In every intimate relationship, there’s bound to be some conflict. Maybe the two of you don’t agree about how to spend money, or have different standards for keeping the house clean. Maybe one of you feels frustrated about how the other is spending their free time. There are, really, so many possibilities!
But when conflict occurs in your relationship, how do you handle it? Do you figure you’re doing okay because, after all, no one is screaming, calling names, or otherwise out of control? That’s a great start--but there’s more to handling conflict than this. In fact, even if no one ever raises their voice in your home, the two of you could still be engaging in what’s called “relational aggression” …and it might be hurting your relationship.
The concept of relational aggression started getting a lot of attention when researchers began looking at how young children, especially girls, behave aggressively towards each other in indirect ways. If you’ve ever been excluded, given the silent treatment, or had rumors spread about you, you’ve been the target of relational aggression. Though no one yells or physically lashes out, the pain can be very real.
But how does relational aggression happen in marriages? When an angry or frustrated spouse intentionally ignores the other partner, or withholds affection or sex on purpose to punish them, that is love withdrawal, one form of relational aggression. And when angry spouses turn to those outside the marriage to “talk trash” about their partners or to spread rumors or personal information about them, that’s social sabotage, another form.
Recently, researchers decided to look at relational aggression among a group of about 330 married, heterosexual couples in long-term partnerships. Each person was asked whether and how often their partner used these types of aggression against them. Researchers also looked at relationship quality, asking the men and women how happy and satisfied they were with their partners.
You might be surprised to read that according to this study, love withdrawal is very common. Participants said that 96% of wives and 88% of husbands did this at least sometimes. Social sabotage was less universal, but still frequent. About half of husbands and nearly two-thirds of wives were reported to do this at least sometimes. (It’s worth noting the gender differences here. In both categories, women were more likely to behave this way than men.)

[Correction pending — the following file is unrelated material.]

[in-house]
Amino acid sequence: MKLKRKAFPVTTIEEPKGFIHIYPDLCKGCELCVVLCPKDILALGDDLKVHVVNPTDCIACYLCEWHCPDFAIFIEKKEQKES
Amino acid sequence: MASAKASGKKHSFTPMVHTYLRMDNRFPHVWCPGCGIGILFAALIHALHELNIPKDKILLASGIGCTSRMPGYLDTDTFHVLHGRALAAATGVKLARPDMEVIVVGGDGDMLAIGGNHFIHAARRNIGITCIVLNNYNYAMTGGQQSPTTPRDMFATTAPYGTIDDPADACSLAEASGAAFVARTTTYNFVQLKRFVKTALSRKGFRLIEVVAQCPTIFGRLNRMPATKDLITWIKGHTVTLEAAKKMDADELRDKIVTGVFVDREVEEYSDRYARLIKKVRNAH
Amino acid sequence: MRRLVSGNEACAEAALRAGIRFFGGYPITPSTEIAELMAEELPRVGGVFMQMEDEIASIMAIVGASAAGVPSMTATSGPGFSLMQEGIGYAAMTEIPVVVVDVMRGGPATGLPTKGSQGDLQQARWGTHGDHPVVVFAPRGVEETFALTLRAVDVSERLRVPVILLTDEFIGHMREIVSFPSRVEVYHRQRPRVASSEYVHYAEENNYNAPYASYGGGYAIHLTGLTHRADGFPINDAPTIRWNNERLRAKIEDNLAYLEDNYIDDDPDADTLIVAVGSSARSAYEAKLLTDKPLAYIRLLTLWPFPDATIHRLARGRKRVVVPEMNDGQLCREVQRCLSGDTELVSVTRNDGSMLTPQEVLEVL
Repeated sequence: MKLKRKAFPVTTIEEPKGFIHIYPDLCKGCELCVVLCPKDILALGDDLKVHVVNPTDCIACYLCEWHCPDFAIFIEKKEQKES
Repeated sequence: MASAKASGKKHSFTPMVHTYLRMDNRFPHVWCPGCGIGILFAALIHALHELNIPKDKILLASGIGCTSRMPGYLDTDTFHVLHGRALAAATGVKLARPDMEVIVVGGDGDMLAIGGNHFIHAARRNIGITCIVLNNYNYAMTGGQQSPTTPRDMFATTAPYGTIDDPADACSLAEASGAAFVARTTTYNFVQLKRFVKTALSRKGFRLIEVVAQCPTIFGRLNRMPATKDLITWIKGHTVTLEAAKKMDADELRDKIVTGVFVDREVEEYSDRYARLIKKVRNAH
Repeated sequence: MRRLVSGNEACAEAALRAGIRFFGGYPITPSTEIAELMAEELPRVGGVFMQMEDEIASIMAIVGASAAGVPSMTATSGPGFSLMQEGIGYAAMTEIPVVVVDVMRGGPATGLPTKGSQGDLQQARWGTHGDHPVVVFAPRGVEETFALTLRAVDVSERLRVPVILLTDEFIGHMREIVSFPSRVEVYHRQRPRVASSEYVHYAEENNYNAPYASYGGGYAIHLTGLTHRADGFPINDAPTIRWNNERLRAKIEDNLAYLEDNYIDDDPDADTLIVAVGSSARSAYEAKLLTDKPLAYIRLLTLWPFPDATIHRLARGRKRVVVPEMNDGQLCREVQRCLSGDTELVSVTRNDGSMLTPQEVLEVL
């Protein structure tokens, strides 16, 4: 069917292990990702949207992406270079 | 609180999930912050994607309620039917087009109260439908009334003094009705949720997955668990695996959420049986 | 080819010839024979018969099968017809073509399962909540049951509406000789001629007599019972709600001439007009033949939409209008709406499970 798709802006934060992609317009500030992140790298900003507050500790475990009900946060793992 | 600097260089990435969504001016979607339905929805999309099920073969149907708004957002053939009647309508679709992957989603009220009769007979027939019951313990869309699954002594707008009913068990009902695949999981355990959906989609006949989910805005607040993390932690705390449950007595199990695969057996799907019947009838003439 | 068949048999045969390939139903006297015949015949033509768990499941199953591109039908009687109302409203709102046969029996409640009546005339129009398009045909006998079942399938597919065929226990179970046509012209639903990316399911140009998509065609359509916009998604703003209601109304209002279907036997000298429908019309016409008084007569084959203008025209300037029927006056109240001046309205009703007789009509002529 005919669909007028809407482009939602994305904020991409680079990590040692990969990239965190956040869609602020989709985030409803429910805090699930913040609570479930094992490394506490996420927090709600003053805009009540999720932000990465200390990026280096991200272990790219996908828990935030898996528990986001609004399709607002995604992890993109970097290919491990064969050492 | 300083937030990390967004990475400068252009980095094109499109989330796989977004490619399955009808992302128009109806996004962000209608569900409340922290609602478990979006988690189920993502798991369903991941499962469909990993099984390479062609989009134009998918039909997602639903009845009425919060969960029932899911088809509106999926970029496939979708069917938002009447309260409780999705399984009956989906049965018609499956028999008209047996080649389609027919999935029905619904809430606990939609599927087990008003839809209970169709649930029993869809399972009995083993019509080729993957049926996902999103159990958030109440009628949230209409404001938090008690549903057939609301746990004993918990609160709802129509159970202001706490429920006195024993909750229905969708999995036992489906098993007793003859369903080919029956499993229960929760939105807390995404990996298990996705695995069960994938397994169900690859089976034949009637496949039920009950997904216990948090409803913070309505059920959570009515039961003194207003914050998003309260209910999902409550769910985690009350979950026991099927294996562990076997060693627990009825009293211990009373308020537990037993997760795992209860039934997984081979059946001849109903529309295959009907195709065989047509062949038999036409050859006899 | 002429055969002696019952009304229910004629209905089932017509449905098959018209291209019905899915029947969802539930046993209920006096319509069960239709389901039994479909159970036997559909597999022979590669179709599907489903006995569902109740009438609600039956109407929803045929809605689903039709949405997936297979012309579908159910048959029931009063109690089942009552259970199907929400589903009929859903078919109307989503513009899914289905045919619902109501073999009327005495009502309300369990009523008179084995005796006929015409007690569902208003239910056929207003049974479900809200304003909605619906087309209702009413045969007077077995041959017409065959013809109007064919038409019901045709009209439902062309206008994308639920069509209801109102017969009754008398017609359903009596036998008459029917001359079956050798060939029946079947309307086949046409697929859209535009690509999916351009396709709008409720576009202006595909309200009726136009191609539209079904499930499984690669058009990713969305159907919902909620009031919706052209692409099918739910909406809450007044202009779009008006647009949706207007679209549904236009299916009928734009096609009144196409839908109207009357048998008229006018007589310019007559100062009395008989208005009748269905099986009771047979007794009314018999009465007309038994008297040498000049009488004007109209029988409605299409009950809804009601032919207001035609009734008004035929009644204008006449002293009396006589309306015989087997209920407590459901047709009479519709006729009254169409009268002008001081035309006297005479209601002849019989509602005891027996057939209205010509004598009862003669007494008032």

If these behaviors are so common, are they harmful? Yes. Marriages with more relational aggression were less stable, and men and women in them were less satisfied and happy. Behaving this way sometimes might not be a big deal, but as it becomes more common, marriages can suffer.
So why do husbands and wives act like this? It may come from feeling frustrated but wanting to avoid conflict. Giving your spouse the cold shoulder or venting about him or her to a friend or a relative might seem less “risky” than openly disagreeing. Women, especially, might do this because they have been taught from childhood not to be aggressive or overly assertive.
But as we see here, acting like this isn’t a great choice. Of course disagreements, hurt feelings, and differences of opinion are going to happen between people who love each other. But this is okay! With time and patience, partners can learn how to fight fair, communicate openly and handle conflict in a healthy and appropriate way that keeps their relationship strong. No “silent treatment” necessary.
If you’re in a relationship but need help with communicating or handling conflict, why not consider taking a relationship education class? The SMART Couples project is offering ELEVATE, a FREE, research-backed relationship enhancement class for couples, in 5 Florida counties. Sign up today!
By Carol Church, lead writer, SMART Couples, Department of Family, Youth and Community Sciences, University of Florida
Carroll, J. S., et al. (2010). Relational aggression in marriage. Aggressive Behavior, 36, 315-329. DOI: 10.1002/ab.20349
Return to Topic: Coping with Problems and Challenges